The Forest is Our Friend - Right?

Chicago, USA - Once considered the ’lungs of the planet’, Canada’s vast boreal forests are now being seen as a major contributor to climate change.

An article published recently in the Chicago Tribune notes that Canada’s forests, which account for more than 7% of Earth’s total forest lands, were always seen as able to suck up vast quantities of carbon dioxide from the atmosphere thereby ridding the  world of  harmful heat-trapping gases.

But scientists at the Canadian Forest Service (CFS) now believe that Canada’s forests, severely stressed from global warming, insect infestations and persistent fires, are pumping out more climate-changing carbon dioxide than they are sequestering.

Worse yet, notes the Chicago Tribune article, experts predict Canada’s forests will remain net carbon sources, as opposed to carbon storage “sinks,” until at least 2022, and possibly much longer.

“We are seeing a significant distortion of the natural trend,” said Werner Kurz, senior research scientist at the Canadian Forest Service and the leading expert on carbon cycles in the nation’s forests. “Since 1999, and especially in the last five years, the forests have shifted from being a carbon sink to a carbon source.”

Translation - Canada’s forests are no longer our friends.

Boreal forest is the most extensive forest type in Canada. Large amounts of carbon are stored in the trees and an even greater amount- 80% of the total carbon in the boreal forest - is actually in the soils, stored as dead organic matter that results from decomposition.

When trees are cut down to use them for forest products such as paper and lumber this releases large amounts of carbon dioxide into the atmosphere contributing to climate change.  But 40-60% of the carbon in these trees remains in the forest in the form of roots, branches, and leaves left after the harvest which decompose over time, some of it quickly and some of it over many years.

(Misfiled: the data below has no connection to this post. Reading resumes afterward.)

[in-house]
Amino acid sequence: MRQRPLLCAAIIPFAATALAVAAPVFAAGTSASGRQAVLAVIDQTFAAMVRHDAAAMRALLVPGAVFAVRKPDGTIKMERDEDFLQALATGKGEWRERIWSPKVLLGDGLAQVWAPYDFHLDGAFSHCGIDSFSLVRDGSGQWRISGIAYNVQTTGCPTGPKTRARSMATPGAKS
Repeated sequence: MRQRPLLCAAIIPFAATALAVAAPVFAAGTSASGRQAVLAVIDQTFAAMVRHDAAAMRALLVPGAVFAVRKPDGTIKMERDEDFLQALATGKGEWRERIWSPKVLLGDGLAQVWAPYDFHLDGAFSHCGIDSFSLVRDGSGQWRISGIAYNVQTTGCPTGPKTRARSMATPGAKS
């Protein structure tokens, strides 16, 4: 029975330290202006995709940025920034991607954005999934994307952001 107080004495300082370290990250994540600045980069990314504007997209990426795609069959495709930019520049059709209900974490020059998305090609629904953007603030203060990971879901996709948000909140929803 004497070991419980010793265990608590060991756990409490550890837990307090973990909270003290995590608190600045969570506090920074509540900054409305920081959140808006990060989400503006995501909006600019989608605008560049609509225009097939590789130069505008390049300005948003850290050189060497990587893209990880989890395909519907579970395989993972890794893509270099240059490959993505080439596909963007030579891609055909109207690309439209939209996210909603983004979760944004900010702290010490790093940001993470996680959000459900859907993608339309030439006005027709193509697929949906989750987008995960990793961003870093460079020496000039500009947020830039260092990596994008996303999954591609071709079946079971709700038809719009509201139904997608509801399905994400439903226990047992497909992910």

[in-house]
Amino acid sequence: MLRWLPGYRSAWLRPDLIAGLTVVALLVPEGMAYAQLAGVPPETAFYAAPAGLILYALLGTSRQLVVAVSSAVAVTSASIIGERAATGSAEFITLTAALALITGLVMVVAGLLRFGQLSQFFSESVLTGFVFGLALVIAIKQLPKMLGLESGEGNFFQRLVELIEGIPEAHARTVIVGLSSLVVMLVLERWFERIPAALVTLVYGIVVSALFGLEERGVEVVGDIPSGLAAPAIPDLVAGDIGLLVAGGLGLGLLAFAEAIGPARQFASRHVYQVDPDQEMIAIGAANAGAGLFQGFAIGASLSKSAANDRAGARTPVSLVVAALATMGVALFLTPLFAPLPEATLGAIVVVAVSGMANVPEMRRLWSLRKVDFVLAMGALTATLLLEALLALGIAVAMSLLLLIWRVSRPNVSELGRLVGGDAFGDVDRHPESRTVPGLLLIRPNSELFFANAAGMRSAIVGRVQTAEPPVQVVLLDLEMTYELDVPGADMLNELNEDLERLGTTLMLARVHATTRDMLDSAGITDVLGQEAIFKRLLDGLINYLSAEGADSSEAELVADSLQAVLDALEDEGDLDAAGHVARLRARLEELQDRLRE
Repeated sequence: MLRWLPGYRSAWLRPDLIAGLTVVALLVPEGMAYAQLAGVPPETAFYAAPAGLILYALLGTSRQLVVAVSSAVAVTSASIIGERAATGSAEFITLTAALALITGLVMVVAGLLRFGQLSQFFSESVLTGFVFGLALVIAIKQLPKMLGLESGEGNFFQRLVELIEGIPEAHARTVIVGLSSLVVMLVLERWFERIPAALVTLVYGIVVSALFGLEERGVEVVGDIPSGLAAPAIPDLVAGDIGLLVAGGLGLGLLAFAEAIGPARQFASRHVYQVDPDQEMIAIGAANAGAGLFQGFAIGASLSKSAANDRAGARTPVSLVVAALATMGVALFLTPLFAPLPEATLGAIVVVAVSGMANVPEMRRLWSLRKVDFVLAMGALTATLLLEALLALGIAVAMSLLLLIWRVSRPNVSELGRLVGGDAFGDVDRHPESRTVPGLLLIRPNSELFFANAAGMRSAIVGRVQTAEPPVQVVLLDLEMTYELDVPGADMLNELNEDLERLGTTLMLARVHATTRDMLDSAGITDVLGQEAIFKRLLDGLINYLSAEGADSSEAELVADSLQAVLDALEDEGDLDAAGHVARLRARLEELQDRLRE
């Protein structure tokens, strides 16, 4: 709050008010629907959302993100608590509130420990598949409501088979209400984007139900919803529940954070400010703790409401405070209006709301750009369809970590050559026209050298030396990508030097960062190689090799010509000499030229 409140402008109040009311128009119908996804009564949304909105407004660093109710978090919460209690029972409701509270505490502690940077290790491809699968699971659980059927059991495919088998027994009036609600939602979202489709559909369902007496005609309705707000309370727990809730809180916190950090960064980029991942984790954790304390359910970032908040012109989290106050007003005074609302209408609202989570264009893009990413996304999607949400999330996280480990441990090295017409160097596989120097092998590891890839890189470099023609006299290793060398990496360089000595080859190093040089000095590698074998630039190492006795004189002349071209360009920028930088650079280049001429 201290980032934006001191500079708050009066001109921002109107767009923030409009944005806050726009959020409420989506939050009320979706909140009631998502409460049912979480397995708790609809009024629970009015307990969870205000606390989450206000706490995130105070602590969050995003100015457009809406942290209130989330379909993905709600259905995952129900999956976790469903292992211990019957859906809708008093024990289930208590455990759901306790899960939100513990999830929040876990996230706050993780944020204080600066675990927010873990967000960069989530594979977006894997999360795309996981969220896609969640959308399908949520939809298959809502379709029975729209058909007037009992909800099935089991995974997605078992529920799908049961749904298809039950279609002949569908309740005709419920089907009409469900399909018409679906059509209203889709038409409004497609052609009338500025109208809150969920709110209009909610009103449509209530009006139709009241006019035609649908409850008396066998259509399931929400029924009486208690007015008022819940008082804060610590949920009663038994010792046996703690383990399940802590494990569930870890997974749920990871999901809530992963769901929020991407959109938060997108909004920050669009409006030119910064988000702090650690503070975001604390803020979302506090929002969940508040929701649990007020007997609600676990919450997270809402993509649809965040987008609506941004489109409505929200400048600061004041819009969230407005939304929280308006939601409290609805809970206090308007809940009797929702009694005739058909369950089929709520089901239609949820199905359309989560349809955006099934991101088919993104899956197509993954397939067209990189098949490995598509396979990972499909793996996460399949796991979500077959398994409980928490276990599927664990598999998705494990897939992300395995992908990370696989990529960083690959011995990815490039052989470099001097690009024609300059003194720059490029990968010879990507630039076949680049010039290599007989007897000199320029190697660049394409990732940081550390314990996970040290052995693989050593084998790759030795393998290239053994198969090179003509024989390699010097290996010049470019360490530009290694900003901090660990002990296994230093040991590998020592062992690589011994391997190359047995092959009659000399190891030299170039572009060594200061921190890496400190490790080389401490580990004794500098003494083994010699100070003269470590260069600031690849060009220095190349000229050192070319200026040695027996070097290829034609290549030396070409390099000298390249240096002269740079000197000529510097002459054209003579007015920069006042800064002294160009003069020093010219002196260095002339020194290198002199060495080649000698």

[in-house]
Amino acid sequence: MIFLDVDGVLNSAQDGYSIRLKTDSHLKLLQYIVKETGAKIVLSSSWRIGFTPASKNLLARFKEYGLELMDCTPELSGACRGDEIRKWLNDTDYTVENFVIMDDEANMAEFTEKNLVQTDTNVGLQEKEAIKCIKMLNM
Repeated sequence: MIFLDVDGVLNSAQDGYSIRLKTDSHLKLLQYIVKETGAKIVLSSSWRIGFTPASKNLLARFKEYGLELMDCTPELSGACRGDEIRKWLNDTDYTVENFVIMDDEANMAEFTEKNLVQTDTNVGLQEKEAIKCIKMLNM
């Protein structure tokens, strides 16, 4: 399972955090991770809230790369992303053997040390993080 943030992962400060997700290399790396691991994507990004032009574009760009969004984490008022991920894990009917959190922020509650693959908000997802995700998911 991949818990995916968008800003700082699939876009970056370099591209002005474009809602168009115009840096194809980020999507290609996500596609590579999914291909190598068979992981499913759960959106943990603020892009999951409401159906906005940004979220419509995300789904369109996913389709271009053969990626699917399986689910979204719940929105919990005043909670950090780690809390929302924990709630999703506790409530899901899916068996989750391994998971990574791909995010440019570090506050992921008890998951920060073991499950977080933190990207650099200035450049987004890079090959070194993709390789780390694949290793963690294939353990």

“The forecast analysis prepared for the government … indicates there is a probability that forests would constitute a net source of greenhouse gas emissions,” a Canadian Environment Ministry spokesman told the Montreal Gazette.

Canadian officials also point out that rising temperatures are slowly drying out forest lands, leaving trees more susceptible to fires, which release huge amounts of carbon into the atmosphere, and to the spread of pest such as the mountain pine beetle, which has destroyed pine forests across British Columbia. More than 50,000 square miles of British Columbia’s pine forest have been stricken so far.

“That’s what’s causing some of our forests to switch from a carbon sink position to a source position,” said Jim Snetsinger, British Columbia’s chief forester. “Once those infested trees are killed by the pine beetle, they are no longer sequestering carbon-they are giving it off.”

Models show that Canada’s forests will stay stuck in a vicious global-warming cycle, both succumbing to the effects of climate change and, as they decay and release more carbon, helping to accelerate it.

While environmentalists contend that the extreme stresses on Canada’s forests means that logging ought to be sharply curtailed to preserve the remaining trees for as long as possible. Canadian Forest Service experts say reducing harvesting would have very little impact on carbon dioxide emissions because less than 0.5% of the managed forest is harvested in any given year in Canada and these harvested areas regenerate to become forests again.

In any year there is substantial new storage of carbon occurring in the areas previously harvested. The combination of harvest and re-growth along with the storage of carbon in long-lasting forest products means that our forest management practices do not result in substantial emissions, notes the CFS website.

Another argument against a logging moratorium is the fact that wood products are essential for construction, furniture and other uses and these would have to be replaced with other man-made materials, such as plastic, steel or concrete, which require burning more fossil fuels and adding more carbon emissions.

Some argue that more extensive harvesting of older forest stands, which are most vulnerable to insect infestations and have nearly reached their carbon-storage capacity, will enable replanting of younger trees which absorb more carbon during their growing years.

See also Business Report Planting Trees and Managing Soils to Sequester Carbon.

For More Information: Chicago Tribune

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